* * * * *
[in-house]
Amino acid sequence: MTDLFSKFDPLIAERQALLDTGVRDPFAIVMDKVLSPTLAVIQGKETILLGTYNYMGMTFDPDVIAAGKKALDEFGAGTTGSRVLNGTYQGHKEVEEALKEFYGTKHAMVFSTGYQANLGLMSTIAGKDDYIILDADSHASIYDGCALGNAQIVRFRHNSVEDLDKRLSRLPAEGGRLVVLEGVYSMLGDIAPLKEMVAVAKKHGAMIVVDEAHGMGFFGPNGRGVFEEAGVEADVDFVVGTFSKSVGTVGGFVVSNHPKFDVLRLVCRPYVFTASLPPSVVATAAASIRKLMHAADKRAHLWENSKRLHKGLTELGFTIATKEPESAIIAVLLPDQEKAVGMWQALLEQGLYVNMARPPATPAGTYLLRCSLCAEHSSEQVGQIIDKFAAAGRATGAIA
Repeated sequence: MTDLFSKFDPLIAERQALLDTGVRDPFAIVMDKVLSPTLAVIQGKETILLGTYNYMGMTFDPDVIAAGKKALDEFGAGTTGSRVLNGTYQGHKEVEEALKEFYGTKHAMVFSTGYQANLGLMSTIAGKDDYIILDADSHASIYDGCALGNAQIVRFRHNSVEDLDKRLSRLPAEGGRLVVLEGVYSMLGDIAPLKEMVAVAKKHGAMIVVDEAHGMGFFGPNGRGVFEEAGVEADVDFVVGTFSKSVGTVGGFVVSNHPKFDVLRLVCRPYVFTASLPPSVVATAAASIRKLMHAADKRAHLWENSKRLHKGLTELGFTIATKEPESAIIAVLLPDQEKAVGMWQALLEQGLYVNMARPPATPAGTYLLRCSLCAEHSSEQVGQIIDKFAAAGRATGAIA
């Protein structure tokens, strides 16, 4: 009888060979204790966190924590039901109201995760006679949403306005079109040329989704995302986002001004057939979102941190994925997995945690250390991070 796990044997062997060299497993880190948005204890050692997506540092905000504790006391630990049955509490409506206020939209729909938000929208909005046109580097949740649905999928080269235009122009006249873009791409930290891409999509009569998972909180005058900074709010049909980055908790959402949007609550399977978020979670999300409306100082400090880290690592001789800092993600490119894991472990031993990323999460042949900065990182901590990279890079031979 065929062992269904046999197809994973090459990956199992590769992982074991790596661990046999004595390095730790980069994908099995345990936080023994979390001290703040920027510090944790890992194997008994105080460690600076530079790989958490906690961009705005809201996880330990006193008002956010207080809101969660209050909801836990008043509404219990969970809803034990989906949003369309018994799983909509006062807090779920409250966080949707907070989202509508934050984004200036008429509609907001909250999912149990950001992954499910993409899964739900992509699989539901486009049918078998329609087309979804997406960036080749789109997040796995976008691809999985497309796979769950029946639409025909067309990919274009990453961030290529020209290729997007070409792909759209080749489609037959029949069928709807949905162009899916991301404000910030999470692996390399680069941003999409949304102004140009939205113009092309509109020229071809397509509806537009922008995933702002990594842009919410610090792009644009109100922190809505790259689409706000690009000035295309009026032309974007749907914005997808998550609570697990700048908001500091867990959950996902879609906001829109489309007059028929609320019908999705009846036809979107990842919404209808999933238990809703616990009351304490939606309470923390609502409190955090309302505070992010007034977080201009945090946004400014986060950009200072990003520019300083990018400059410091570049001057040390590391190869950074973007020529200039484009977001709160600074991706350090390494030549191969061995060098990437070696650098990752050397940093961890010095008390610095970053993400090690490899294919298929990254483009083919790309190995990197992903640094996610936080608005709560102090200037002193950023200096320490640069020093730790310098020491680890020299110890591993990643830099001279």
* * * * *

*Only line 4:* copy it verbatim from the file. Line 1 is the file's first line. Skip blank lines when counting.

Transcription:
């Protein structure tokens, strides 16, 4: 009888060979204790966190924590039901109201995760006679949403306005079109040329989704995302986002001004057939979102941190994925997995945690250390991070 796990044997062997060299497993880190948005204890050692997506540092905000504790006391630990049955509490409506206020939209729909938000929208909005046109580097949740649905999928080269235009122009006249873009791409930290891409999509009569998972909180005058900074709010049909980055908790959402949007609550399977978020979670999300409306100082400090880290690592001789800092993600490119894991472990031993990323999460042949900065990182901590990279890079031979 065929062992269904046999197809994973090459990956199992590769992982074991790596661990046999004595390095730790980069994908099995345990936080023994979390001290703040920027510090944790890992194997008994105080460690600076530079790989958490906690961009705005809201996880330990006193008002956010207080809101969660209050909801836990008043509404219990969970809803034990989906949003369309018994799983909509006062807090779920409250966080949707907070989202509508934050984004200036008429509609907001909250999912149990950001992954499910993409899964739900992509699989539901486009049918078998329609087309979804997406960036080749789109997040796995976008691809999985497309796979769950029946639409025909067309990919274009990453961030290529020209290729997007070409792909759209080749489609037959029949069928709807949905162009899916991301404000910030999470692996390399680069941003999409949304102004140009939205113009092309509109020229071809397509509806537009922008995933702002990594842009919410610090792009644009109100922190809505790259689409706000690009000035295309009026032309974007749907914005997808998550609570697990700048908001500091867990959950996902879609906001829109489309007059028929609320019908999705009846036809979107990842919404209808999933238990809703616990009351304490939606309470923390609502409190955090309302505070992010007034977080201009945090946004400014986060950009200072990003520019300083990018400059410091570049001057040390590391190869950074973007020529200039484009977001709160600074991706350090390494030549191969061995060098990437070696650098990752050397940093961890010095008390610095970053993400090690490899294919298929990254483009083919790309190995990197992903640094996610936080608005709560102090200037002193950023200096320490640069020093730790310098020491680890020299110890591993990643830099001279």